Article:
The recent decision by the largely Sunni Iraqiya party to end its boycott of parliament would seem like an end to Iraq’s crisis. It isn’t. At best, it is a lull.
The crisis that engulfed Baghdad before the last American soldier had even left Iraq was a product of structural problems in Iraqi politics that this week’s events have not even begun to address. However, the Iraqiya decision creates a new opening to begin a process that could eventually deal with these underlying problems. If all sides seize that opportunity, there will be real hope for Iraq. If, as seems more likely, they don’t, Iraq will lurch from crisis to crisis and eventually end up in civil war, an unstable dictatorship or a failed state.
It is important to understand what actually happened this week. Iraqiya ended its parliamentary boycott but not its boycott of meetings of the Council of Ministers. The parliament is due to consider Iraq’s annual budget, and the Iraqi leadership felt it would be disastrous for their party and the communities they represent if they were not present to ensure that they received their fair share of Iraq’s governmental pie. Iraqiya has not ended its ministerial boycott of Council of Ministers meetings, with the result that its ministers are still under suspension by Prime Minister Nuri al-Maliki, and it has threatened to withdraw from the parliament again if the prime minister does not end his attacks on them.
Maliki’s Missed Opportunity
It was Maliki who provoked the current crisis with his assault on Iraqiya, in several instances employing unsavory and even unconstitutional acts to do so. If he is willing to make some concessions to Iraqiya, it might be possible not just to defuse the current crisis but also to begin a larger process of compromise and national reconciliation that could start addressing the problems in Iraqi politics that gave rise to this crisis.
Unfortunately, the prime minister appears to see Iraqiya’s decision as a victory—he outlasted them, broke them, forced them rejoin the government without getting anything that they wanted. Indeed, Maliki has shown no sign of relenting, although he and his allies did tone down their rhetoric in recent weeks. But the prime minister has continued to fire and arrest senior Iraqiya leaders, insist that the Kurds hand over Vice President Tariq al-Hashimi for trial—despite charges that the warrant for his arrest was based on confessions induced by torture—and steadfastly refused to agree to a national conference to resolve the current impasse as proposed by Kurdish leader Massoud Barzani and accepted by the Iraqiya leadership. Although the Kurds have their own differences with Iraqiya and the Sunnis (and their own reasons for wanting to reconcile with Maliki), they see the prime minister’s actions as “final proof” that he is determined to make himself a new dictator, and so they have refused to hand over Hashimi.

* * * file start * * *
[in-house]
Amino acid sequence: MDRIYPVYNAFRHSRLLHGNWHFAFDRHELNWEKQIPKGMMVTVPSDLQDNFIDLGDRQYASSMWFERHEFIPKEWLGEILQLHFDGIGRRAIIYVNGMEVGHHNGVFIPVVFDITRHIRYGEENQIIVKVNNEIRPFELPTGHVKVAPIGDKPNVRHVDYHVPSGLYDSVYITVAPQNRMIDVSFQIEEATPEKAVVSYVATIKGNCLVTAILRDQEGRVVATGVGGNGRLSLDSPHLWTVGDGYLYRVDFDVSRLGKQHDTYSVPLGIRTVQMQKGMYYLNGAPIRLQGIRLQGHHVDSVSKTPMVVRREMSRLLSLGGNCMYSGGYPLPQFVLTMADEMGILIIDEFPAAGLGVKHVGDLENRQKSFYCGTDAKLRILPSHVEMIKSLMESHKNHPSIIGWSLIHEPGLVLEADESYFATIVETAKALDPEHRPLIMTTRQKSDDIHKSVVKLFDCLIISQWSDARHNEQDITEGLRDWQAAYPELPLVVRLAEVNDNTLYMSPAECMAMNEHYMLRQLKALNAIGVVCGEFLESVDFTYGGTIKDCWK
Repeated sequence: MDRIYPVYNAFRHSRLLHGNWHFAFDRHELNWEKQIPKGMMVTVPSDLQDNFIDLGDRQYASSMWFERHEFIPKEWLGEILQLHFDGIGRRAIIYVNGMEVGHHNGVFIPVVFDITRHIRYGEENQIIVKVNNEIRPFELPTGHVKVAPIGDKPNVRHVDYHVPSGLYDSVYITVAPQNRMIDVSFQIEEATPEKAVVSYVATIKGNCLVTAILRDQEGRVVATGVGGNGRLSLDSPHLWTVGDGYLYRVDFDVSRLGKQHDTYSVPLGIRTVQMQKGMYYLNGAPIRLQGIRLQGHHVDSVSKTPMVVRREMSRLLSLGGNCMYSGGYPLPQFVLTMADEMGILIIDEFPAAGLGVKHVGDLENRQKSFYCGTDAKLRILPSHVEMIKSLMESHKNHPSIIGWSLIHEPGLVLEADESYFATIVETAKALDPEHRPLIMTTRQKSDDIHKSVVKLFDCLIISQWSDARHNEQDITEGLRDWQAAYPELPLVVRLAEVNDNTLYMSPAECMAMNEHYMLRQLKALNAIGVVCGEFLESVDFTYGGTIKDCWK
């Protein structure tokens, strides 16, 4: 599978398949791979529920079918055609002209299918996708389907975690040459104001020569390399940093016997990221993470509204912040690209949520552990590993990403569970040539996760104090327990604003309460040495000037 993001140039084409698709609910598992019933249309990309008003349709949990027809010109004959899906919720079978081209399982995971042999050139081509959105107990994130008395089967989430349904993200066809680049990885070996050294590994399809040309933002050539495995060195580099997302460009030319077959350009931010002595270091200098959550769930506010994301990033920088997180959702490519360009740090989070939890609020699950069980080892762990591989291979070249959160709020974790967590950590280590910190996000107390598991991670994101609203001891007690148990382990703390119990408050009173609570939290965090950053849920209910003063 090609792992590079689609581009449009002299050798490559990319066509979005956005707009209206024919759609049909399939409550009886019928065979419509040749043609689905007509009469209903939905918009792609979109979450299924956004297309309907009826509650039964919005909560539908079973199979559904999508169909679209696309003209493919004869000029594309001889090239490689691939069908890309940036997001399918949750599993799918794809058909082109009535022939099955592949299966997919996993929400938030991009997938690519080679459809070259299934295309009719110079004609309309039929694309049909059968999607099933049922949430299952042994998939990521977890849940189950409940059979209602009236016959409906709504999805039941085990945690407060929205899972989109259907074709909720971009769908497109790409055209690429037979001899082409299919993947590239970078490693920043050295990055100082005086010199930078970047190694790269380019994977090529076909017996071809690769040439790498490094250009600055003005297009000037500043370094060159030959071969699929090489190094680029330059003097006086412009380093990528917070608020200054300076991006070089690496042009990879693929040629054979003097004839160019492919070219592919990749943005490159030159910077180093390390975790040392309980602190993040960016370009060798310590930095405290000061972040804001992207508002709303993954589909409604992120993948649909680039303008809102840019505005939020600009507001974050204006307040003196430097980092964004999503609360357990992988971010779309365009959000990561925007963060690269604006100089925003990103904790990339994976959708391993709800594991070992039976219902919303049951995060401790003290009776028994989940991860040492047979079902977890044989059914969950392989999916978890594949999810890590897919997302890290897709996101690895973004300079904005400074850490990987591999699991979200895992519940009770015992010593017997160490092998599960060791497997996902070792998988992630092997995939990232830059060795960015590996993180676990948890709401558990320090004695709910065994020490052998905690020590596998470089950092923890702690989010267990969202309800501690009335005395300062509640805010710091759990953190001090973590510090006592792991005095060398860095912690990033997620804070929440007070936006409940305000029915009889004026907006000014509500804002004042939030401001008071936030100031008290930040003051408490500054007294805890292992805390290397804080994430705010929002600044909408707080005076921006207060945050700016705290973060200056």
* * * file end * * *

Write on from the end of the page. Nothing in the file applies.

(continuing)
What’s truly stunning is that multiple reports have surfaced to indicate that the United States has decided that the real long-term problem is Iraqiya and that Washington’s solution is to try to split the party and convince the part they see as more “progressive”—along with the Kurdish parties—to join Maliki in a new, majoritarian government that would be somewhat smaller and nimbler than the ridiculously unwieldy national-unity government that the administration foolishly insisted on back in 2010.
The Road to Hell
Perhaps the only good news in this story, if it is true, is that it almost certainly won’t work. First, if the crisis has demonstrated anything, it is how precipitously American influence has declined in just the past six weeks. The premature withdrawal of American troops removed the one thing that Iraq’s bad guys—and many of its political leaders are still bad guys—still feared. It was also the one thing its good guys still respected. Moreover, because the administration failed to put in place a comprehensive program of aid and cooperation between the United States and Iraq that average Iraqis would see as beneficial (and therefore would be loath to jeopardize), Washington did not replace the loss of American military influence with new political or economic influence. Unsurprisingly, the Iraqis have barely paid lip service to the administration’s demands.
Moreover, the Sunni leadership of Iraqiya has so far stood staunchly united, and the evidence indicates they are likely to remain such. In Iraq, there is always the risk of political defection, and the prime minister controls numerous, powerful levers he can use to try to pry apart rival coalitions. Indeed, the lure of rewards from the prime minister and the importance of retaining ministerial posts as massive patronage networks had prompted a handful of Iraqiya leaders to break ranks and return to the government several weeks ago.
But none of the principal Iraqiya leaders acquiesced. This is because the Iraqi Sunni community believes that Prime Minister Maliki is making himself into a sectarian dictator who plans to oppress the Sunnis the way that Saddam oppressed the Shia. Thus, the Sunni communities remain united in their determination to resist Maliki’s efforts to decapitate the Iraqiya (read: Sunni) leadership. Key Sunni leaders like parliament speaker Osama al-Nujaifi, Finance Minister Rafe al-Essawi, Deputy Prime Minister Saleh al-Mutlaq and Vice President Hashimi have all stood firm because each of them represents important constituencies within the Sunni community, and those communities are absolutely determined to remain in lockstep opposition to Maliki. Thus, unless Maliki can promise something that changes the perspective of these communities and makes them willing to sell out their brethren elsewhere in the Sunni community, it is unlikely that either the prime minister or the Americans will be able to split the principal Iraqiya leadership.
It’s very important that this remain the case, because if the United States succeeds in splitting Iraqiya the situation likely will get much worse, not better. It probably will trigger a new civil war, either immediately or indirectly by first producing a new, unstable Iraqi dictatorship.
Like everything in Iraq, the problem is complicated. If Maliki is able to form a majoritarian government with his own State of Law party, the Sadrists, the Kurds and a handful of Iraqiya deputies, he will be in a position to run the country without having to account for Sunni fears or desires. (The truth is that he does not need any Iraqiya deputies at all if he has the Kurds and the Sadrists, but having a few Iraqiya deputies would look better.) Given how little effort he has made to reconcile with the Sunnis while they have been a key part of his government, it seems highly unlikely that he will be more amenable to compromise with them once he no longer needs them.